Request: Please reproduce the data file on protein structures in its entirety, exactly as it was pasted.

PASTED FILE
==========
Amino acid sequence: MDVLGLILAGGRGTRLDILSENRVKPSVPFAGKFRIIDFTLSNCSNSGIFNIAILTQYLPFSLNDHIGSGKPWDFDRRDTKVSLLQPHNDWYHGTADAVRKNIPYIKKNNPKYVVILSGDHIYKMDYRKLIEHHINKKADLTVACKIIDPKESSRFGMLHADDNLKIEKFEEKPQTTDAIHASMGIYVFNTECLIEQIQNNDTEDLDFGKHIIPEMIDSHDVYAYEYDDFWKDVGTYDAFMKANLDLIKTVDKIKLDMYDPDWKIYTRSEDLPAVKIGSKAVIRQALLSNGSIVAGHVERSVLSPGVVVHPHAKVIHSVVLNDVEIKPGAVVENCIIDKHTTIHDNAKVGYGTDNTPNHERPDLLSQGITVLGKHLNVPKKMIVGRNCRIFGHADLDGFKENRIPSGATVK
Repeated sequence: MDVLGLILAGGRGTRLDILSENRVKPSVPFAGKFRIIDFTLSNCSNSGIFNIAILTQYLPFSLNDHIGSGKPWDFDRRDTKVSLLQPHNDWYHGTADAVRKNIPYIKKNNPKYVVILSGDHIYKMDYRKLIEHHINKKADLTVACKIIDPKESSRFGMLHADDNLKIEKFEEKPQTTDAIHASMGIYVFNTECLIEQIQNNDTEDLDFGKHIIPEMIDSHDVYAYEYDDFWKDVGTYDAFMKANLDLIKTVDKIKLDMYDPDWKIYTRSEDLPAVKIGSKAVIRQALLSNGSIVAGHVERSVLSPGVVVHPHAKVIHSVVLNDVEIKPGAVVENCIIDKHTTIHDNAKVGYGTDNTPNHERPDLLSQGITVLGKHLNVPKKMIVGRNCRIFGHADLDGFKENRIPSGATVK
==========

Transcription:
Amino acid sequence: MDVLGLILAGGRGTRLDILSENRVKPSVPFAGKFRIIDFTLSNCSNSGIFNIAILTQYLPFSLNDHIGSGKPWDFDRRDTKVSLLQPHNDWYHGTADAVRKNIPYIKKNNPKYVVILSGDHIYKMDYRKLIEHHINKKADLTVACKIIDPKESSRFGMLHADDNLKIEKFEEKPQTTDAIHASMGIYVFNTECLIEQIQNNDTEDLDFGKHIIPEMIDSHDVYAYEYDDFWKDVGTYDAFMKANLDLIKTVDKIKLDMYDPDWKIYTRSEDLPAVKIGSKAVIRQALLSNGSIVAGHVERSVLSPGVVVHPHAKVIHSVVLNDVEIKPGAVVENCIIDKHTTIHDNAKVGYGTDNTPNHERPDLLSQGITVLGKHLNVPKKMIVGRNCRIFGHADLDGFKENRIPSGATVK
Repeated sequence: MDVLGLILAGGRGTRLDILSENRVKPSVPFAGKFRIIDFTLSNCSNSGIFNIAILTQYLPFSLNDHIGSGKPWDFDRRDTKVSLLQPHNDWYHGTADAVRKNIPYIKKNNPKYVVILSGDHIYKMDYRKLIEHHINKKADLTVACKIIDPKESSRFGMLHADDNLKIEKFEEKPQTTDAIHASMGIYVFNTECLIEQIQNNDTEDLDFGKHIIPEMIDSHDVYAYEYDDFWKDVGTYDAFMKANLDLIKTVDKIKLDMYDPDWKIYTRSEDLPAVKIGSKAVIRQALLSNGSIVAGHVERSVLSPGVVVHPHAKVIHSVVLNDVEIKPGAVVENCIIDKHTTIHDNAKVGYGTDNTPNHERPDLLSQGITVLGKHLNVPKKMIVGRNCRIFGHADLDGFKENRIPSGATVK